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Too Much Multifamily?

Too Much Multifamily?
It's the biggest question in Seattle multifamily: When is enough enough? (It's also the biggest question at Thanksgiving dinner.) We put the query to Essex Property Trust's Bryan Meyer, who surprised us with his answer: We may already be there.
Essex Property Trust's Bryan Hester at the Glendale Country Club in Bellevue.
Here's Bryan at our Future of Downtown Bellevue event this past summer. (He'll be back as a panelist for our Multifamily Summit this Thursday at the Four Seasons. Sign up here!) Construction costs are likely going up 25% during the next two years, Bryan tells us. He predicts those costs, combined with rent stagnation, will shut down the pipeline of proposed projects.

Wallace Properties President and COO Kevin Wallace at his Bellevue office.
Wallace Properties prez Kevin Wallace points out that the new supply of apartments is concentrated in Ballard, the U-District, and "the downtown/SLU/Capitol Hill/First Hill ring." He predicts some happy renters in the short term because over the next three years, each of these areas will more than double its stock of apartments 10 years or less in age. "For long-term holders with conservative leverage, this bulge in supply won't be a problem, assuming the pipeline wanes in 2016." Rents may not grow at 6% per year as some expected, but new units will be absorbed by Amazonians, Microsoftians, med-techs and downtown hipsters (our terms, not Kevin's).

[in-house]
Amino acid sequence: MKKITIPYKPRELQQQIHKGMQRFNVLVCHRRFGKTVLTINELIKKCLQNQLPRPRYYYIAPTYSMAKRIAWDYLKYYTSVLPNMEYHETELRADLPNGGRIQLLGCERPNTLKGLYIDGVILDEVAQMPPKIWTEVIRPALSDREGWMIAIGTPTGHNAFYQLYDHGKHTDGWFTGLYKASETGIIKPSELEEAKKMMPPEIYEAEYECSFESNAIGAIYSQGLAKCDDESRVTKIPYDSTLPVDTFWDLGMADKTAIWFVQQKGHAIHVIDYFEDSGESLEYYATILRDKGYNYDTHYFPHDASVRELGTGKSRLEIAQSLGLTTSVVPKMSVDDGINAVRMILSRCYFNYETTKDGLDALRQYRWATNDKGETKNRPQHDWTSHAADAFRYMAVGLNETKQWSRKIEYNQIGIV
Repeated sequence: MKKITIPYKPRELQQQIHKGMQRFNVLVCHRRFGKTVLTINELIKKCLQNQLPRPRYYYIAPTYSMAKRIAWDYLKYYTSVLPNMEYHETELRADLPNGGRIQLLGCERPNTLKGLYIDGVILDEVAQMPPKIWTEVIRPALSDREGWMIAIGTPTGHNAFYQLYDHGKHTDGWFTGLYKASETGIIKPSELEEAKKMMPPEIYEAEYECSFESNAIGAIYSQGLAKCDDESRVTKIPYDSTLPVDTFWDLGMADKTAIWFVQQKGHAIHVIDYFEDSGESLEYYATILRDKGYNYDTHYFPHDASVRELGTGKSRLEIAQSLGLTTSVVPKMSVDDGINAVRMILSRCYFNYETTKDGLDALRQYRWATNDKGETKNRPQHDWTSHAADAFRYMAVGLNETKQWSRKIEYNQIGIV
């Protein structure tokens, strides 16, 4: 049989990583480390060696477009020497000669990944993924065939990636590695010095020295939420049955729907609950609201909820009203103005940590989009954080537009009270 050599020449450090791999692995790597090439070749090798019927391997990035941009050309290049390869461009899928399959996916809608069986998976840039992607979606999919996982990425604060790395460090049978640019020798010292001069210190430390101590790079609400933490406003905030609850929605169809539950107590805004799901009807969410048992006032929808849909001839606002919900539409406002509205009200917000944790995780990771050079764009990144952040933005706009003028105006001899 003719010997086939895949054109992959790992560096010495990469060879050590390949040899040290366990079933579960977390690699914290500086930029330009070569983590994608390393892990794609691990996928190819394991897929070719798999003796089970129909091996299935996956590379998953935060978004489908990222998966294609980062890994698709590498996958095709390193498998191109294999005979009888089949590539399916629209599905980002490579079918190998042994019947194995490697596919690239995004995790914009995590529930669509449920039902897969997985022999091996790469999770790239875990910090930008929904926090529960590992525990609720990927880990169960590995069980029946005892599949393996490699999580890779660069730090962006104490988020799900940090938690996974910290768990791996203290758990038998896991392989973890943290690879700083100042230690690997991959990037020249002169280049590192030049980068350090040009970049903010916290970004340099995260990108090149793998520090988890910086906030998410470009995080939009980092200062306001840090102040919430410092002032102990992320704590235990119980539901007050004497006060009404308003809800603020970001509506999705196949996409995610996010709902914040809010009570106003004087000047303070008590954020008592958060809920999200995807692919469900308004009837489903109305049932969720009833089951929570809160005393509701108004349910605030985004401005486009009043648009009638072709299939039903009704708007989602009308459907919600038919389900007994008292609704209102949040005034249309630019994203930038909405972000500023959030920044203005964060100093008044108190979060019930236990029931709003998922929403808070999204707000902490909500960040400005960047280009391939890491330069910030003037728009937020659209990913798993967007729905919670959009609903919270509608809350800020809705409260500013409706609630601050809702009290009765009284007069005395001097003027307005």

The Seattle Monorail.
We asked Bryan and Kevin to share something cool about recent projects. Bryan: "Our tenants at our Expo project in lower Queen Anne actually commute to work via the monorail." (Talk about transit-oriented development.) Kevin tells us that Wallace's Capitol Hill project Citizen of the Pike/Pine has been 99% occupied for 16 straight weeks. ("That's cool, at least in my book," he says.)